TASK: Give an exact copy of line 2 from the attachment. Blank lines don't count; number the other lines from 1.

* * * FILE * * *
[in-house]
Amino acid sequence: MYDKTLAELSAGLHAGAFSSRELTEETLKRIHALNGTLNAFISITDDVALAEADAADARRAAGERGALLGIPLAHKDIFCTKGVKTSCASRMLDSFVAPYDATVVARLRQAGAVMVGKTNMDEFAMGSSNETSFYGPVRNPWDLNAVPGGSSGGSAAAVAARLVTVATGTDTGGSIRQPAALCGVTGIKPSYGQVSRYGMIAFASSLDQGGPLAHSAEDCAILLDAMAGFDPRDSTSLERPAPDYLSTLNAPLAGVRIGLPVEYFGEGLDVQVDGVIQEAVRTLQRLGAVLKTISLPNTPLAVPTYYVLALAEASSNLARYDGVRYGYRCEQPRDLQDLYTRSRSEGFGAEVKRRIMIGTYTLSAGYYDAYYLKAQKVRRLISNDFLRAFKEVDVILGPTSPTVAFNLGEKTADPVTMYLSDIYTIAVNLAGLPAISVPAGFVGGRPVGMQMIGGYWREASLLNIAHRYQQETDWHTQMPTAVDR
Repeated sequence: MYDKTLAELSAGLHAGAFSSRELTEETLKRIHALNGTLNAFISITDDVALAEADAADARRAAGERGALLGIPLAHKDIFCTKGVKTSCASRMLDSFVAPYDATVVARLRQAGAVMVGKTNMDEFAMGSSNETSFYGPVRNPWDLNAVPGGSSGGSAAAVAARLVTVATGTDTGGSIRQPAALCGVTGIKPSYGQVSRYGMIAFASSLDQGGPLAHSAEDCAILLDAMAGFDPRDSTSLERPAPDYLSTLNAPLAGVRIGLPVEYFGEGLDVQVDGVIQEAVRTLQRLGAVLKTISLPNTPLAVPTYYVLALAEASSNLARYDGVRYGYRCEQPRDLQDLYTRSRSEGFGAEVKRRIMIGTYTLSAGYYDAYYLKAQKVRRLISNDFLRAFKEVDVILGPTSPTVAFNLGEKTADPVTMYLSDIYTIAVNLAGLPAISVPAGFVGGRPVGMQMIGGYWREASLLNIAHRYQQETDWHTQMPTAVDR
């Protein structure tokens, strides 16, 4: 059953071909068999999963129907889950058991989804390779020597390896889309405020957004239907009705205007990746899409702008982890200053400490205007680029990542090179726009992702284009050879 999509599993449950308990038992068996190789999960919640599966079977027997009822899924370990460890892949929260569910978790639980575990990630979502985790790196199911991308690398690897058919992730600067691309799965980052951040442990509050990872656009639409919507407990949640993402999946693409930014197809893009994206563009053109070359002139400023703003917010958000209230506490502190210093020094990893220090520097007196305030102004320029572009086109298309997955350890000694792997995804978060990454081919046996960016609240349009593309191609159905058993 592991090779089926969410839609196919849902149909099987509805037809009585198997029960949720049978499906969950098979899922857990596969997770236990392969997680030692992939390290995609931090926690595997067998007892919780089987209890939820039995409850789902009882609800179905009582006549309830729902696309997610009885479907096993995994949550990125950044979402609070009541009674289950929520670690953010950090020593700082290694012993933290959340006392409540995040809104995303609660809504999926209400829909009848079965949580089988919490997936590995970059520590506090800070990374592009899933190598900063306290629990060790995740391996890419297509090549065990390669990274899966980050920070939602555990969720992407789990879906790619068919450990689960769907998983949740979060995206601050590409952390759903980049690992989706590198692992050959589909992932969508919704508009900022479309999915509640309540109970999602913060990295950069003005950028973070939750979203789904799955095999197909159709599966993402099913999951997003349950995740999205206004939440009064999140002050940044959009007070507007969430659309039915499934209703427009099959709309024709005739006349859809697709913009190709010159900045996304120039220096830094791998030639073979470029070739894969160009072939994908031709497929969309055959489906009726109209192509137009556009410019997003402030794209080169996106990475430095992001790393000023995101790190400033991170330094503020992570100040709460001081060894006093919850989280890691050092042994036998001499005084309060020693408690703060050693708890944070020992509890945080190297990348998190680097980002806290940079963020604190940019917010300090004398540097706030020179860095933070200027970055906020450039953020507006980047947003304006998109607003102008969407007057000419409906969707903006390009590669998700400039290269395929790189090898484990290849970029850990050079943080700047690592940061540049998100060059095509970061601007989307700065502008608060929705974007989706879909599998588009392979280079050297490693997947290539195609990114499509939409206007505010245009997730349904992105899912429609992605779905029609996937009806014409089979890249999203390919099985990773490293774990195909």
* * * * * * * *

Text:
Amino acid sequence: MYDKTLAELSAGLHAGAFSSRELTEETLKRIHALNGTLNAFISITDDVALAEADAADARRAAGERGALLGIPLAHKDIFCTKGVKTSCASRMLDSFVAPYDATVVARLRQAGAVMVGKTNMDEFAMGSSNETSFYGPVRNPWDLNAVPGGSSGGSAAAVAARLVTVATGTDTGGSIRQPAALCGVTGIKPSYGQVSRYGMIAFASSLDQGGPLAHSAEDCAILLDAMAGFDPRDSTSLERPAPDYLSTLNAPLAGVRIGLPVEYFGEGLDVQVDGVIQEAVRTLQRLGAVLKTISLPNTPLAVPTYYVLALAEASSNLARYDGVRYGYRCEQPRDLQDLYTRSRSEGFGAEVKRRIMIGTYTLSAGYYDAYYLKAQKVRRLISNDFLRAFKEVDVILGPTSPTVAFNLGEKTADPVTMYLSDIYTIAVNLAGLPAISVPAGFVGGRPVGMQMIGGYWREASLLNIAHRYQQETDWHTQMPTAVDR